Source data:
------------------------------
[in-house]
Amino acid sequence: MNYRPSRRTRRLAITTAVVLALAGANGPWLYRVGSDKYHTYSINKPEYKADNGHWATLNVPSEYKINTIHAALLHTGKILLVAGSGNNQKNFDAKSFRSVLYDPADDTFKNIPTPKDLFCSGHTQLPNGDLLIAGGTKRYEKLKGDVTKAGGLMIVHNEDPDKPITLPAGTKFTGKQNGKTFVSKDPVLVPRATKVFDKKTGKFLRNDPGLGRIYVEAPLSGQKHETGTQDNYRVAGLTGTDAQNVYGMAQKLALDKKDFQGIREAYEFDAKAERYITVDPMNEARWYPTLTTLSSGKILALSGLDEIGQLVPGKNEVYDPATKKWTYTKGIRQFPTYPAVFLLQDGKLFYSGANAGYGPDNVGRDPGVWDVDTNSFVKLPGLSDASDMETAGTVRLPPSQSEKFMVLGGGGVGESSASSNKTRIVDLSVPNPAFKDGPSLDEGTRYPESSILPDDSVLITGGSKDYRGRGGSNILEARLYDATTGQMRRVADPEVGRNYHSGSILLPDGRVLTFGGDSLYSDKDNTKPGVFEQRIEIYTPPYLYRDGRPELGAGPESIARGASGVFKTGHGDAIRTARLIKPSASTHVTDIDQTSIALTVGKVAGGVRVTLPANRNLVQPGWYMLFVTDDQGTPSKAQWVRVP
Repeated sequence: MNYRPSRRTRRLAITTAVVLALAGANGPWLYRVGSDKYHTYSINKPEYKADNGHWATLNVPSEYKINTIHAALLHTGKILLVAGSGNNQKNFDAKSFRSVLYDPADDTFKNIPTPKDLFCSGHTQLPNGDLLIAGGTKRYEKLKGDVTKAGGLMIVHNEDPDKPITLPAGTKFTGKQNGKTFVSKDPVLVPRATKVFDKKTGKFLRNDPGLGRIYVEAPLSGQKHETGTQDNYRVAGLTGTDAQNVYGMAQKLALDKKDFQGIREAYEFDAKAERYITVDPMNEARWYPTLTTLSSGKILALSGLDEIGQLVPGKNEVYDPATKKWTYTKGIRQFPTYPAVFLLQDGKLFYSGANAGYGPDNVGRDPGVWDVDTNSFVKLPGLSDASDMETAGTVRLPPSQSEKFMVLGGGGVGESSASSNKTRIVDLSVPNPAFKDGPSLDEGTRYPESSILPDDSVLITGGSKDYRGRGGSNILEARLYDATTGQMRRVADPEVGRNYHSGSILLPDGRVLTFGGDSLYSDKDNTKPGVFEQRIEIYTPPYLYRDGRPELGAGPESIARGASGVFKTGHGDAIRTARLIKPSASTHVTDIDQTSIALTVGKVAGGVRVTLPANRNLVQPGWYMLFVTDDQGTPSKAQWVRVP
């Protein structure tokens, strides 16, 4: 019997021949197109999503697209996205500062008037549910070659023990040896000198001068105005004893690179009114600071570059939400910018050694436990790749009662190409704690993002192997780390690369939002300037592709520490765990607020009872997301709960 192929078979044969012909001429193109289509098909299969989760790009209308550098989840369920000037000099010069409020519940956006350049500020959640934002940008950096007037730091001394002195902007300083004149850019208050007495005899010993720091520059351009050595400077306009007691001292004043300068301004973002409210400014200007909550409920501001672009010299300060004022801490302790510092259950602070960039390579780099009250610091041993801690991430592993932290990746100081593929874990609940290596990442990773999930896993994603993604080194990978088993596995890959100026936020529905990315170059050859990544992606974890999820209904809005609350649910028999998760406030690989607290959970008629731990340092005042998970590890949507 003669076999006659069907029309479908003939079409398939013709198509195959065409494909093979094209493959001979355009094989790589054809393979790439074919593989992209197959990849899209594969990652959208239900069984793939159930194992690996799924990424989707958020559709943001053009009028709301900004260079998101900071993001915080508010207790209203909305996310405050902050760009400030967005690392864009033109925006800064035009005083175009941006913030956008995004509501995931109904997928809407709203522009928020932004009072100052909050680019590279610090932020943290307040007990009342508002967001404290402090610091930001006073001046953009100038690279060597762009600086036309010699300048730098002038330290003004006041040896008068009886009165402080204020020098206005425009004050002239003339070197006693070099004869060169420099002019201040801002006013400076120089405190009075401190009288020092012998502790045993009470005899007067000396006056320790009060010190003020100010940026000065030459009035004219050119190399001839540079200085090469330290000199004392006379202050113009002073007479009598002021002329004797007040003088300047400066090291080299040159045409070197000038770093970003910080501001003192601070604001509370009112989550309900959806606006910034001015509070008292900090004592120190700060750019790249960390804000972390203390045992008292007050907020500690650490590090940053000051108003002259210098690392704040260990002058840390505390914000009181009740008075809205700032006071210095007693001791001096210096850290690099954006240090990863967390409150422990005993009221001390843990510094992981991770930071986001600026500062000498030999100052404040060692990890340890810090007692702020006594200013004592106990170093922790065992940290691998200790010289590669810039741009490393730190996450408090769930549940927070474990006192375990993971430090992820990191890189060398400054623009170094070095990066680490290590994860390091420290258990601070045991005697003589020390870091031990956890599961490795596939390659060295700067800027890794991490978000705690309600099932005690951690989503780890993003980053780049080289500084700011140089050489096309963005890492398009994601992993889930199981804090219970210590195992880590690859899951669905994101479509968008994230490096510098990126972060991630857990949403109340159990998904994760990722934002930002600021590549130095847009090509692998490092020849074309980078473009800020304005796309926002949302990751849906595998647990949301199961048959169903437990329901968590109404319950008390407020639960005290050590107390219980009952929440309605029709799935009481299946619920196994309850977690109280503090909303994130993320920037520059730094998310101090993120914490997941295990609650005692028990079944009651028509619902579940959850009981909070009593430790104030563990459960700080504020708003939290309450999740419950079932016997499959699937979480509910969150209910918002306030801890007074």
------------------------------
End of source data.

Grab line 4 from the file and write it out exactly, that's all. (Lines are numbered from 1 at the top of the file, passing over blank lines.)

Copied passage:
């Protein structure tokens, strides 16, 4: 019997021949197109999503697209996205500062008037549910070659023990040896000198001068105005004893690179009114600071570059939400910018050694436990790749009662190409704690993002192997780390690369939002300037592709520490765990607020009872997301709960 192929078979044969012909001429193109289509098909299969989760790009209308550098989840369920000037000099010069409020519940956006350049500020959640934002940008950096007037730091001394002195902007300083004149850019208050007495005899010993720091520059351009050595400077306009007691001292004043300068301004973002409210400014200007909550409920501001672009010299300060004022801490302790510092259950602070960039390579780099009250610091041993801690991430592993932290990746100081593929874990609940290596990442990773999930896993994603993604080194990978088993596995890959100026936020529905990315170059050859990544992606974890999820209904809005609350649910028999998760406030690989607290959970008629731990340092005042998970590890949507 003669076999006659069907029309479908003939079409398939013709198509195959065409494909093979094209493959001979355009094989790589054809393979790439074919593989992209197959990849899209594969990652959208239900069984793939159930194992690996799924990424989707958020559709943001053009009028709301900004260079998101900071993001915080508010207790209203909305996310405050902050760009400030967005690392864009033109925006800064035009005083175009941006913030956008995004509501995931109904997928809407709203522009928020932004009072100052909050680019590279610090932020943290307040007990009342508002967001404290402090610091930001006073001046953009100038690279060597762009600086036309010699300048730098002038330290003004006041040896008068009886009165402080204020020098206005425009004050002239003339070197006693070099004869060169420099002019201040801002006013400076120089405190009075401190009288020092012998502790045993009470005899007067000396006056320790009060010190003020100010940026000065030459009035004219050119190399001839540079200085090469330290000199004392006379202050113009002073007479009598002021002329004797007040003088300047400066090291080299040159045409070197000038770093970003910080501001003192601070604001509370009112989550309900959806606006910034001015509070008292900090004592120190700060750019790249960390804000972390203390045992008292007050907020500690650490590090940053000051108003002259210098690392704040260990002058840390505390914000009181009740008075809205700032006071210095007693001791001096210096850290690099954006240090990863967390409150422990005993009221001390843990510094992981991770930071986001600026500062000498030999100052404040060692990890340890810090007692702020006594200013004592106990170093922790065992940290691998200790010289590669810039741009490393730190996450408090769930549940927070474990006192375990993971430090992820990191890189060398400054623009170094070095990066680490290590994860390091420290258990601070045991005697003589020390870091031990956890599961490795596939390659060295700067800027890794991490978000705690309600099932005690951690989503780890993003980053780049080289500084700011140089050489096309963005890492398009994601992993889930199981804090219970210590195992880590690859899951669905994101479509968008994230490096510098990126972060991630857990949403109340159990998904994760990722934002930002600021590549130095847009090509692998490092020849074309980078473009800020304005796309926002949302990751849906595998647990949301199961048959169903437990329901968590109404319950008390407020639960005290050590107390219980009952929440309605029709799935009481299946619920196994309850977690109280503090909303994130993320920037520059730094998310101090993120914490997941295990609650005692028990079944009651028509619902579940959850009981909070009593430790104030563990459960700080504020708003939290309450999740419950079932016997499959699937979480509910969150209910918002306030801890007074």